The results shown here are based on a version of the estimate normalised to a base value of $100 million. They do not include any contractor's margin, but they do include an allowance for owner’s costs. The estimate was revised progressively as new information became available.

Figure 5 shows the distribution of capital cost. This shows the probability of any particular cost target being achieved by the project – as the target increases, so does the probability that the project outturn cost will be within the target budget. It suited the alliance partners to adopt a conservative view of what could be achieved and so a reasonably high percentile was used to set the cost target. In this case, the 80-percentile value provided a useful target for initial discussions and negotiations. This implied an allowance for risk and contingency of about 7.5% of the initial estimate total.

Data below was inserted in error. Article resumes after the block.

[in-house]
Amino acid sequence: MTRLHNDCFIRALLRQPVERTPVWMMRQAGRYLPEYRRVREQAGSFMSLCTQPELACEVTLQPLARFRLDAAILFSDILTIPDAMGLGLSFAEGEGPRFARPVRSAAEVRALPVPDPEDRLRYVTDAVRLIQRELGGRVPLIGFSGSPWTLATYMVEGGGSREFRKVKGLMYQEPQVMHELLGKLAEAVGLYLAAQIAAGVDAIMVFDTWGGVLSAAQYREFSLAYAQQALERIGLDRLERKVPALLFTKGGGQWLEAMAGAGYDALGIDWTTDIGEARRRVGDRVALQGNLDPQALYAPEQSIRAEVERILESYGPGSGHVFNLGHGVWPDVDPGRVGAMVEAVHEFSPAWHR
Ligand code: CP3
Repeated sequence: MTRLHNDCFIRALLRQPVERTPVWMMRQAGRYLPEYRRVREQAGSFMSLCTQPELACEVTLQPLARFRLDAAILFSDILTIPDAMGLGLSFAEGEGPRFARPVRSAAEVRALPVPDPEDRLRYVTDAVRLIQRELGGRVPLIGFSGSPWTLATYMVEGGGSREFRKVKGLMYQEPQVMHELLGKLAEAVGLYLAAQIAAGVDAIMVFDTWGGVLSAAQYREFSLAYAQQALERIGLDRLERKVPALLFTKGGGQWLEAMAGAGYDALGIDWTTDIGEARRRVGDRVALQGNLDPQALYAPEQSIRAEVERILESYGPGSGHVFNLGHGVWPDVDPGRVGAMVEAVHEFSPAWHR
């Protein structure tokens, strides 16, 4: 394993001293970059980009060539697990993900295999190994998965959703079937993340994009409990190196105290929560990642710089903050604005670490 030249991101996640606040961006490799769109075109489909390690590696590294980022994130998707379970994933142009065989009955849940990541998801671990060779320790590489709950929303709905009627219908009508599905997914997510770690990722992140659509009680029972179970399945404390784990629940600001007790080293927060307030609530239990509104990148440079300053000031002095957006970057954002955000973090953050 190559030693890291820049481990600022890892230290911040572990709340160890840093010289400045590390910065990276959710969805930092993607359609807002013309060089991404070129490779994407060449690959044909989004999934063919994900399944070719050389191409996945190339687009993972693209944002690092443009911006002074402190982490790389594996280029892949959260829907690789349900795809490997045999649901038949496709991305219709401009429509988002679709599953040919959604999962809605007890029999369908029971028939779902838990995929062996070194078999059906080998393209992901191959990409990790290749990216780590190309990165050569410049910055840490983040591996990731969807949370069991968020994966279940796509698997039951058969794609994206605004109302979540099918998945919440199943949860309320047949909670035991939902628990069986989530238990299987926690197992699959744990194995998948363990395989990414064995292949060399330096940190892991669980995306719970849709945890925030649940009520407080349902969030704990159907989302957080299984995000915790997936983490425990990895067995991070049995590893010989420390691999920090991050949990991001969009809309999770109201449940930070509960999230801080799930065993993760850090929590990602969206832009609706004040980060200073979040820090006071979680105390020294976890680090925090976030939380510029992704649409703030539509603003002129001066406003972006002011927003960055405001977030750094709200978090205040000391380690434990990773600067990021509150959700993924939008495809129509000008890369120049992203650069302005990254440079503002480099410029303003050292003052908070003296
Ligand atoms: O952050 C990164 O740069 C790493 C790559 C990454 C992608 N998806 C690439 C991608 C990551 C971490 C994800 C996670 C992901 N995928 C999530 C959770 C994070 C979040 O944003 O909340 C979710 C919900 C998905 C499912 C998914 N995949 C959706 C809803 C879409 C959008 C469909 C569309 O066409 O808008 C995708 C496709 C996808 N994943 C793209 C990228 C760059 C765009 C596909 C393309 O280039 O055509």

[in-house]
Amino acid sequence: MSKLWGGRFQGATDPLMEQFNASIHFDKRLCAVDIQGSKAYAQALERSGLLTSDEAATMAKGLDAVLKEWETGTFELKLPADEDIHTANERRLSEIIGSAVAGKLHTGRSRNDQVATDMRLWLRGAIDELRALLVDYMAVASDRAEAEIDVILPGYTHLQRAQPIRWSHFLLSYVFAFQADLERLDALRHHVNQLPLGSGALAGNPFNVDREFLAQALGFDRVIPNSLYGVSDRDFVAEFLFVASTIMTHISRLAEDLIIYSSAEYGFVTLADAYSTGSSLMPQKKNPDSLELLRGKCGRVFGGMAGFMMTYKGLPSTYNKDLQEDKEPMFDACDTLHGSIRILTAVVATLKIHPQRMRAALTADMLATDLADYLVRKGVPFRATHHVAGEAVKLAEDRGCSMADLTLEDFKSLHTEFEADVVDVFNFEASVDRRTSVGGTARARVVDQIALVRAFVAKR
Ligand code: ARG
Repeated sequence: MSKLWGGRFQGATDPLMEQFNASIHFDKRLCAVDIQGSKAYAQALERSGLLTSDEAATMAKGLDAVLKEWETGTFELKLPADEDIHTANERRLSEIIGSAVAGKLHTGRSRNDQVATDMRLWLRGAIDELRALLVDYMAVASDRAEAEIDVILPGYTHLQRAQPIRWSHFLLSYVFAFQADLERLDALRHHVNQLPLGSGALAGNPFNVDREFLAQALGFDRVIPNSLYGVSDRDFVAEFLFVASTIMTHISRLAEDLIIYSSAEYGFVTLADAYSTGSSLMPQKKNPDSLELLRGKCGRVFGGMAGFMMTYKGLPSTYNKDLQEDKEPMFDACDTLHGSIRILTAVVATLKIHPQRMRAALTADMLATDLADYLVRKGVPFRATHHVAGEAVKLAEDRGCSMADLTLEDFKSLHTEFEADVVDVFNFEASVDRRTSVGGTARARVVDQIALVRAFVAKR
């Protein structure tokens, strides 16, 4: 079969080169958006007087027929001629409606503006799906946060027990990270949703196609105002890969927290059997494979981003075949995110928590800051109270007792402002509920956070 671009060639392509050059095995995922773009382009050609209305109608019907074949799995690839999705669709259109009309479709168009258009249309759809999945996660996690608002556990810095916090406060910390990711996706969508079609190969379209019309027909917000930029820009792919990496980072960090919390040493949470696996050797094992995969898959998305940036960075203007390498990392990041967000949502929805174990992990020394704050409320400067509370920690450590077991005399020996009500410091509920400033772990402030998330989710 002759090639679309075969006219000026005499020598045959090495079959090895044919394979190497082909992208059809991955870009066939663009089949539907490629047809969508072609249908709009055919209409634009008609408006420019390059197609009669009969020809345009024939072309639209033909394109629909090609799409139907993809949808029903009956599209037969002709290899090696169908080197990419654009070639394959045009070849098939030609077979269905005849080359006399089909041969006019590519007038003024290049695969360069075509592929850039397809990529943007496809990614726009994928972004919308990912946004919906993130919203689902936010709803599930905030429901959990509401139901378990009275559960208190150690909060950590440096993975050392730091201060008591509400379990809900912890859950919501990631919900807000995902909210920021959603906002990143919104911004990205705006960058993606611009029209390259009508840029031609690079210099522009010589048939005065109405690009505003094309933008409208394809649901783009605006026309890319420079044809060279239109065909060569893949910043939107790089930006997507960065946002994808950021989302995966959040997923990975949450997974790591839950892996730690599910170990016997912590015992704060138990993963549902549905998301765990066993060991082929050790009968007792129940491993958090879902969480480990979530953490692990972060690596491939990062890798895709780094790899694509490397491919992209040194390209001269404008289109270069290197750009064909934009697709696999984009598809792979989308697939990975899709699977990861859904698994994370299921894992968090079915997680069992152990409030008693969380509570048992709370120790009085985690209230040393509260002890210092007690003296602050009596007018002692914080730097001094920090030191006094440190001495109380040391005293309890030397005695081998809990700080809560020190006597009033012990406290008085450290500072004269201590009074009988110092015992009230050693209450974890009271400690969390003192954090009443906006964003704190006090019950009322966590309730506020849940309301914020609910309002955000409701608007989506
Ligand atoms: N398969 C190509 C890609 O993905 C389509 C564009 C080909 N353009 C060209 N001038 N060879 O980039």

Figure 5: Estimate variation distribution


Alliances and the associated incentive contracts encourage a cooperative and collegial approach to a project. There are incentives for all parties to work together to achieve agreed project outcomes, as the contract structure ensures that everyone benefits from better-than-expected performance. The incentive structure can be adjusted to include many factors of interest to the alliance parties as well as several kinds of targets, for example standard targets relating to ‘acceptable outcomes’ and stretch targets for ‘exceptional outcomes’. Outcomes other than cost are often included, such as the number of safety incidents of various levels of severity or the extent of complaints from neighbouring communities.